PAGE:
Ubuntu dual-boot tip - retain Windows as your default OS

If you've just installed a dual-boot Windows XP and Ubuntu system (as per this tutorial perhaps), you might notice that the new boot menu that comes up when you start your computer has Windows last and all the Ubuntu options first.

If you're not ready to jump in at the deep end just yet, or you've got some Windows apps you still need, or you're just playing with Ubuntu and Windows is still your OS, you might want Windows to be the default option when you boot, so you don't have to use the keyboard to select it every time you boot up.

Well, that process is actually pretty easy.

At your desktop, press Alt-F2 and type in the following and press Enter:

gksu gedit /boot/grub/menu.lst

Run Application dialogue

(Kubuntu users, please type kdesu kwrite /boot/grub/menu.lst)

Enter your user password in, and a text editor will open up. In this text editor, find the line with the following on it:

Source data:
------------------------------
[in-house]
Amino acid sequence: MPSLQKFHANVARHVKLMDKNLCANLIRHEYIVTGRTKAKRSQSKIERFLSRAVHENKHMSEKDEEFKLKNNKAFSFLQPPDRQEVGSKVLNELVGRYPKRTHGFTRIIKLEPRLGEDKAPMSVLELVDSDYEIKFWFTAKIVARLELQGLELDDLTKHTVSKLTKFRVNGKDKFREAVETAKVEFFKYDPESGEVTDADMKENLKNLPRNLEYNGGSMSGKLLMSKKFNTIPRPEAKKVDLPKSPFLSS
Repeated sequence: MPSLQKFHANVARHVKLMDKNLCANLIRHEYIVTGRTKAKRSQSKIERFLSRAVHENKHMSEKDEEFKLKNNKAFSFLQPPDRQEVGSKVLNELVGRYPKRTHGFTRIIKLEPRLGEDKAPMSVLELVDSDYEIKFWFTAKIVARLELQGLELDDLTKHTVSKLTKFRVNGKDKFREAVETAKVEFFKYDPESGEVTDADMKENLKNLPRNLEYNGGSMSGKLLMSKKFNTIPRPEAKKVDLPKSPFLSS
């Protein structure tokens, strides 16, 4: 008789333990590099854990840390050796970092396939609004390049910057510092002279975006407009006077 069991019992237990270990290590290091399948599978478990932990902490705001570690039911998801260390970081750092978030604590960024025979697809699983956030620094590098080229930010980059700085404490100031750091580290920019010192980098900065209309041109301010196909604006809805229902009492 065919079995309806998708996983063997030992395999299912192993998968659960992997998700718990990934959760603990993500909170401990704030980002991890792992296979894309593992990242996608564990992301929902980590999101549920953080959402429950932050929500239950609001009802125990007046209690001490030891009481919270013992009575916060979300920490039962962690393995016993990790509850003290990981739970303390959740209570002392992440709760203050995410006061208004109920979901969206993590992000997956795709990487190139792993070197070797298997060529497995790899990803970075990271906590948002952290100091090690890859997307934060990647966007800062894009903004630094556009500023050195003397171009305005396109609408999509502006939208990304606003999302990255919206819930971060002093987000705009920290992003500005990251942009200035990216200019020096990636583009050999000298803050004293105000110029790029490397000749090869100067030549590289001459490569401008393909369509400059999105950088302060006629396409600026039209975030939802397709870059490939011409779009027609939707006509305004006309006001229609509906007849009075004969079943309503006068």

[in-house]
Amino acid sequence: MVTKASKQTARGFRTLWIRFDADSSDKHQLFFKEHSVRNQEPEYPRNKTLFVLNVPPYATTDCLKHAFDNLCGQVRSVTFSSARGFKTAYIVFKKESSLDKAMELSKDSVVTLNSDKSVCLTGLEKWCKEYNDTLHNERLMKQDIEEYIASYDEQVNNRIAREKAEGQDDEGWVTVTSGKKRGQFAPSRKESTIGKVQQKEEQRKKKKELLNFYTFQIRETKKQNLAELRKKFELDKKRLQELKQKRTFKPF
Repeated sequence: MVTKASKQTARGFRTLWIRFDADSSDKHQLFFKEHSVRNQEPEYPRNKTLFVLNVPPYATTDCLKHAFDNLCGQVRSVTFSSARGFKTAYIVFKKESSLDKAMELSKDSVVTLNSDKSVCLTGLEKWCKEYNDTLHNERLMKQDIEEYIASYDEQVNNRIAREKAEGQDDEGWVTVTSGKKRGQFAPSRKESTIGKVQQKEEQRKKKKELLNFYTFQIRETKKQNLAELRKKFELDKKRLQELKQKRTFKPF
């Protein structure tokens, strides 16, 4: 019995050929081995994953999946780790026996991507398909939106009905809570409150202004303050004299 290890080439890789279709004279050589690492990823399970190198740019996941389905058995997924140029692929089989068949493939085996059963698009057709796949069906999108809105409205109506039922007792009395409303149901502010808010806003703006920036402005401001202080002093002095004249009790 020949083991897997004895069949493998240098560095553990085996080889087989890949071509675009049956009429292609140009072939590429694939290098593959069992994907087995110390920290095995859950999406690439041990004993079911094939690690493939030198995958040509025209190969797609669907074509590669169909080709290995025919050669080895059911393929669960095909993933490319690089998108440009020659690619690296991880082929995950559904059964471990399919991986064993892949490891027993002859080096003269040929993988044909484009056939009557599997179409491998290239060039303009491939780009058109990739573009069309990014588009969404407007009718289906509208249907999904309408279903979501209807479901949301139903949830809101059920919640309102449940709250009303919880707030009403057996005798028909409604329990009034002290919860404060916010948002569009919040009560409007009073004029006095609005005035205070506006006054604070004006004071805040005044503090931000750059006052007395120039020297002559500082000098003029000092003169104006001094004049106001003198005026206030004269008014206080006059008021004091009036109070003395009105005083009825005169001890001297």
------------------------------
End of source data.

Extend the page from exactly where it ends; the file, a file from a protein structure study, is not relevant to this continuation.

# examples

Under that, will be a section of text looking like this:

# title Windows 95/98/NT/2000
# root (hd0,0)
# makeactive
# chainloader +1

Remove the hash signs (#) from all of these lines (not the # example line, only the bits I've shown above), so that this section of the file looks like this:

title Windows 95/98/NT/2000
root (hd0,0)
makeactive
chainloader +1

If you want, you can also rename the title to something more descriptive. The file should now look a bit like this:

/boot/grub/menu.lst

Once that's done, save and close the file and reboot.

Windows should now be your default OS, and you simply press the down arrow and enter to load Ubuntu.

In the unlikely event that things get screwed up and you can't boot anything, you can restore the functionality of Windows by booting the computer with the Windows XP CD in, choosing to go into the Recovery Console and typing fixmbr at the prompt.

Avatar for peter Peter Upfold - http://peter.upfold.org.uk/

Peter Upfold is a technology enthusiast from the UK. Peter’s interest in Linux stems back to 2003, when curiosity got the better of him and he began using SUSE 9.0. Now he runs Linux Mint 9 on the desktop, runs a CentOS-based web server from home for his personal website and dabbles in all sorts of technology things across the Windows, Mac and open source worlds.

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